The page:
ENVIRONMENT
06/07/2018 11:18 pm ET Updated Jun 08, 2018

Lava From Kilauea Volcano Has Destroyed 600 Homes In Hawaii

The latest estimate of property losses far surpasses the 215 structures consumed by lava during more than 30 years of an earlier eruption cycle that began in 1983.

PAHOA, Hawaii, June 7 (Reuters) - Approximately 600 homes have been swallowed by lava flows from Kilauea Volcano on Hawaii’s Big Island since early last month, marking its most destructive eruption in modern times, Hawaii County Mayor Harry Kim said on Thursday.

The latest estimate of property losses from Kilauea, one of the world’s most active volcanoes, far surpasses the 215 structures consumed by lava during an earlier eruption cycle that began in 1983 and continued nearly nonstop over three decades.

Kim said Kilauea, one of five volcanoes on the Big Island, formally known as the Island of Hawaii, has never destroyed so many homes before in such a short period of time.

The latest volcanic eruption, which entered its 36th day on Thursday, stands as the most destructive in the United States since at least the cataclysmic 1980 eruption of Mount St. Helens in Washington state that reduced hundreds of square miles to wasteland, according to geologist Scott Rowland, a volcano specialist from the University of Hawaii at Manoa.

A similar, extremely violent eruption from Fuego volcano in Guatemala this week killed more than 100 people as it ejected deadly super-heated “pyroclastic” flows of lava and ash through nearby towns.

The latest damage appraisal from Kilauea came moments after Governor David Ige, on a visit to Hawaii County Civil Defense headquarters in Hilo, the island’s biggest city, signed a memorandum of understanding furnishing $12 million in immediate state disaster relief to the island.

Ige and Kim also announced the formation of a task force of federal, state and local officials to devise a recovery plan for communities devastated by the eruption, with an eye toward preventing such major property losses in the future.

“Our responsibility is to try to work with the community to rebuild out of harm’s way,” Kim said.

County civil defense officials had a day earlier put the confirmed number of homes destroyed during the past month at 130, all of them in and around the Leilani Estates community, where lava-spouting fissures opened up on the volcano’s eastern flank on May 3.

More recently, a huge river of lava that has crept several miles across the landscape to the eastern tip of the island engulfed two entire seaside housing subdivisions ― Kapoho Beach Lots and Vacationland.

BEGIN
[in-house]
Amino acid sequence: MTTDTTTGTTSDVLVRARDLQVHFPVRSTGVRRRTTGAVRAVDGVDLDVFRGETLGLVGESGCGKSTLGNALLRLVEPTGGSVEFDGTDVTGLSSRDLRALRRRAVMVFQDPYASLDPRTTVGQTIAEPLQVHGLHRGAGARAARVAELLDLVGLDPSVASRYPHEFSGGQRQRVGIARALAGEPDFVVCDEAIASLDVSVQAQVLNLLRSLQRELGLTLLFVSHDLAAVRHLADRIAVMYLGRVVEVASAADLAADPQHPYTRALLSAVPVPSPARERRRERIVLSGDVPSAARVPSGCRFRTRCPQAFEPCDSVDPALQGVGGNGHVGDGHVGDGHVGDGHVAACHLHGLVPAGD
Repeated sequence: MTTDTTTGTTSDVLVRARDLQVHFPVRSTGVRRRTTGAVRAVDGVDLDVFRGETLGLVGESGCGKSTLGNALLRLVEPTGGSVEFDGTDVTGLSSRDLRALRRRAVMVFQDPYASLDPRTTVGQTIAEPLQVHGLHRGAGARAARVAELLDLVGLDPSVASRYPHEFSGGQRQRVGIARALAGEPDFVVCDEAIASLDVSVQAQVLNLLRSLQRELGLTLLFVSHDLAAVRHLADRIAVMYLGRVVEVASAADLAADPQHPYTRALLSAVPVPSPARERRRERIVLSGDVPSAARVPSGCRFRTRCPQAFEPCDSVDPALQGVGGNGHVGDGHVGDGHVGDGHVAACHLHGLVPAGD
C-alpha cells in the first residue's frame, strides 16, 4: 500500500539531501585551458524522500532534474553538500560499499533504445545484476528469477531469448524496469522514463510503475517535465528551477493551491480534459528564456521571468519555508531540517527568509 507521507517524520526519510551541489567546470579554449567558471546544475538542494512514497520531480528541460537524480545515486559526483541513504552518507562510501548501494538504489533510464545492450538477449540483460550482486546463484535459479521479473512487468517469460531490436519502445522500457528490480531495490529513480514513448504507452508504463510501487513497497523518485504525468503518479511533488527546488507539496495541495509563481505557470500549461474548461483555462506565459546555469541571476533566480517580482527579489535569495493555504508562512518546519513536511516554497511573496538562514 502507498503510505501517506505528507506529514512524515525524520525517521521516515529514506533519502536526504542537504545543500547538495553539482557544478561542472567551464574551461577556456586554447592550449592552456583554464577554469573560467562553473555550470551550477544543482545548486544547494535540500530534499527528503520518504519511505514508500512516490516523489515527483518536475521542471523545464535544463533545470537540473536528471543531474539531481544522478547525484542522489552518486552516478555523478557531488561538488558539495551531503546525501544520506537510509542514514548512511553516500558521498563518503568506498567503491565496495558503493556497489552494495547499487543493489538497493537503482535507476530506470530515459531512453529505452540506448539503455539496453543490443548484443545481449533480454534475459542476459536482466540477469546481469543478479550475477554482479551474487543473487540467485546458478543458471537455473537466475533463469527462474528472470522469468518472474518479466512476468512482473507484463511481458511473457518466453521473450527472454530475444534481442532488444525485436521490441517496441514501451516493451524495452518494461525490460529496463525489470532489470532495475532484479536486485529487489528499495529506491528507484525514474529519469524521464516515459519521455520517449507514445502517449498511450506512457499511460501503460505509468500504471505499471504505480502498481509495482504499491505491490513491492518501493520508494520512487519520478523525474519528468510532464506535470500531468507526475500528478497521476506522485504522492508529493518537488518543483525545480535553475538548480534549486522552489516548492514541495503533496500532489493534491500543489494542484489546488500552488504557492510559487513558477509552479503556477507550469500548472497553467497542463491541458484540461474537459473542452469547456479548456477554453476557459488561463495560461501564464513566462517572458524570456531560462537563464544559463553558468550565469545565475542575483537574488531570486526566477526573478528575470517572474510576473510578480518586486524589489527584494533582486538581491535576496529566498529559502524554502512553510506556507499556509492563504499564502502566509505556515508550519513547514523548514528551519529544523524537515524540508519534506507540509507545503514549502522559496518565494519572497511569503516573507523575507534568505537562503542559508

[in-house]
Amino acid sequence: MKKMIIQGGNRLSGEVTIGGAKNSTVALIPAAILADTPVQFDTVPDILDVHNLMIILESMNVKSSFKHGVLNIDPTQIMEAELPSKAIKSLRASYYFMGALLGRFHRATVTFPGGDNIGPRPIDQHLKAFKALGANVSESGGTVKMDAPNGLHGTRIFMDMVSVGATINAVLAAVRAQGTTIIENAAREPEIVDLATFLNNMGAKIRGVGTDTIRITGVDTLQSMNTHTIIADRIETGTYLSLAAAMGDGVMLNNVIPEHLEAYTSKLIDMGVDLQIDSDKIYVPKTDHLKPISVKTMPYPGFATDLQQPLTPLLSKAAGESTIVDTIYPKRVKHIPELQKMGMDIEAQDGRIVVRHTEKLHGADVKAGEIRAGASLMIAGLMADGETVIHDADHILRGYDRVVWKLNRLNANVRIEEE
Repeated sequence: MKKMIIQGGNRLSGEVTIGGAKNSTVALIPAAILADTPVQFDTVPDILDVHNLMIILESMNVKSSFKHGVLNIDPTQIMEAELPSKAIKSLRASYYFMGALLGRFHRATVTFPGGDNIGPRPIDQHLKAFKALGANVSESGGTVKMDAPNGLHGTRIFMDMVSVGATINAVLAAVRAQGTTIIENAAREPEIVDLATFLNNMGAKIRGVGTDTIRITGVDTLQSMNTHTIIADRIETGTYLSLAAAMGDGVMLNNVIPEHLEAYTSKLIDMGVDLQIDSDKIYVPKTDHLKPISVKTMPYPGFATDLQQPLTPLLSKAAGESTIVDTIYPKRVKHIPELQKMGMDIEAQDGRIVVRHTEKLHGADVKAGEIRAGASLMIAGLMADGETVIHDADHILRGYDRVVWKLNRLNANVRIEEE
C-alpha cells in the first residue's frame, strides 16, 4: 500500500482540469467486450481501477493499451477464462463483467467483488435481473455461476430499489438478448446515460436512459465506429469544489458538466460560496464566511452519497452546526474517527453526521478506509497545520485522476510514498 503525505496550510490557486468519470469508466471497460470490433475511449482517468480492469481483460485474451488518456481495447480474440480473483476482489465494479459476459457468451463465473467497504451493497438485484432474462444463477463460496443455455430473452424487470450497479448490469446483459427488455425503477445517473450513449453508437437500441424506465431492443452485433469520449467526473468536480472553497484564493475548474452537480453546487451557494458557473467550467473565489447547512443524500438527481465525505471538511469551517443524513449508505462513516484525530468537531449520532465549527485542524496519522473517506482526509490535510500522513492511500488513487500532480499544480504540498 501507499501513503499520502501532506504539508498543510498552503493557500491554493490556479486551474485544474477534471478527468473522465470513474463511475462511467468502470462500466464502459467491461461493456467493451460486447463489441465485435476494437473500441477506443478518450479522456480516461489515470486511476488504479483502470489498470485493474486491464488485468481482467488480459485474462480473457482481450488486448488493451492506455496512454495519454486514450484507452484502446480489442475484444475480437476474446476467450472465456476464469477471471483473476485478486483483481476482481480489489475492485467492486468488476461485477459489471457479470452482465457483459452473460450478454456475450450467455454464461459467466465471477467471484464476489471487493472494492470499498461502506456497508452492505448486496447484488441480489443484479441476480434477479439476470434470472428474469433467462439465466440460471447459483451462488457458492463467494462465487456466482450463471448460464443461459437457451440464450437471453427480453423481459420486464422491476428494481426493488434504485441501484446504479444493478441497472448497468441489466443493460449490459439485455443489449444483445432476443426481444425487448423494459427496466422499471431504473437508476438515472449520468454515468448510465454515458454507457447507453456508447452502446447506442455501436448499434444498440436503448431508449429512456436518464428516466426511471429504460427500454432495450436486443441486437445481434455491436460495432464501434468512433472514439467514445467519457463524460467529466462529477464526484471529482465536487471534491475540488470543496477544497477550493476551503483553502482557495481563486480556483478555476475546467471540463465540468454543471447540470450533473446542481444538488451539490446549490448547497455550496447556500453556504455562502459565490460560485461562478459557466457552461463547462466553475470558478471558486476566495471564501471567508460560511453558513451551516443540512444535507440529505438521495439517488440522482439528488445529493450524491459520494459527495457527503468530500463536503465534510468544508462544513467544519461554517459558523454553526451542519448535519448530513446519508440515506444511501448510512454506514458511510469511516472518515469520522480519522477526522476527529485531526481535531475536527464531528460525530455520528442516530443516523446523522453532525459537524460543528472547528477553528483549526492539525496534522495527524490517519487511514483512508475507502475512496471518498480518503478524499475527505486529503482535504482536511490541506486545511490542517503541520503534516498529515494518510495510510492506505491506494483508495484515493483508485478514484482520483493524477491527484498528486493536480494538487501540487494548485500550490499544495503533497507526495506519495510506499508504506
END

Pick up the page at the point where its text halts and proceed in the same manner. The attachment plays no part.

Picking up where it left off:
Over the course of about three days, a rolling wall of molten rock measuring a half mile across and 10 to 15 feet tall buried hundreds of homes while vaporizing a small freshwater lake and filling in an inlet called Kapoho Bay, extending about a mile out from what had been the shoreline.

Kim said Vacationland, a private development believed to comprise roughly 160 homes, was completely erased, and that at least 330 houses were devoured by lava at Kapoho Beach Lots. 

The rest of the losses have occurred in the Leilani Estates area, where the toll of destruction has been steadily rising by the day.

“So if you combine the three of them (Kapoho, Vacationland and Leilani), we’re talking about 600 homes,” he told reporters. “I’m talking about 600 families. Don’t forget the farmers, don’t forget the ranchers, don’t forget all the employees for them.”

An estimated 2,500 people have been displaced by evacuations across the island since the eruption began five weeks ago, spouting fountains of lava and high concentrations of toxic sulfur dioxide gas through about two dozen volcanic fissures at the foot of the volcano.

Plumes of volcanic ash belched into the air by periodic daily explosions from the crater at Kilauea’s summit have posed an additional nuisance and health hazard to nearby communities.

So too have airborne volcanic glass fibers, called “Pele’s Hair,” wispy strands carried aloft by the wind from lava fountains and named for the volcanic goddess of Hawaiian myth.

Seaside residents and boaters also have been warned to avoid noxious clouds of laze ― a term derived from the words “lava” and “haze” ― formed when lava reacts with seawater to form a mix of acid fumes, steam and glass-like particles when it flows into the ocean.

Frequent earthquakes, mostly of relatively small magnitude but numbering in the thousands, have persisted throughout the eruption, adding to the jitters of residents living closest to the volcano.

In addition to destroying homes and other structures, lava flows have knocked out telephone and power lines, causing widespread communication outages, and forced the shutdown of a geothermal energy plant that normally provides about a quarter of the island’s electricity.

(Reporting by Terray Sylvester in Pahoa Additional reporting and writing by Steve Gorman in Los Angeles Editing by Sandra Maler, Paul Tait and Michael Perry)

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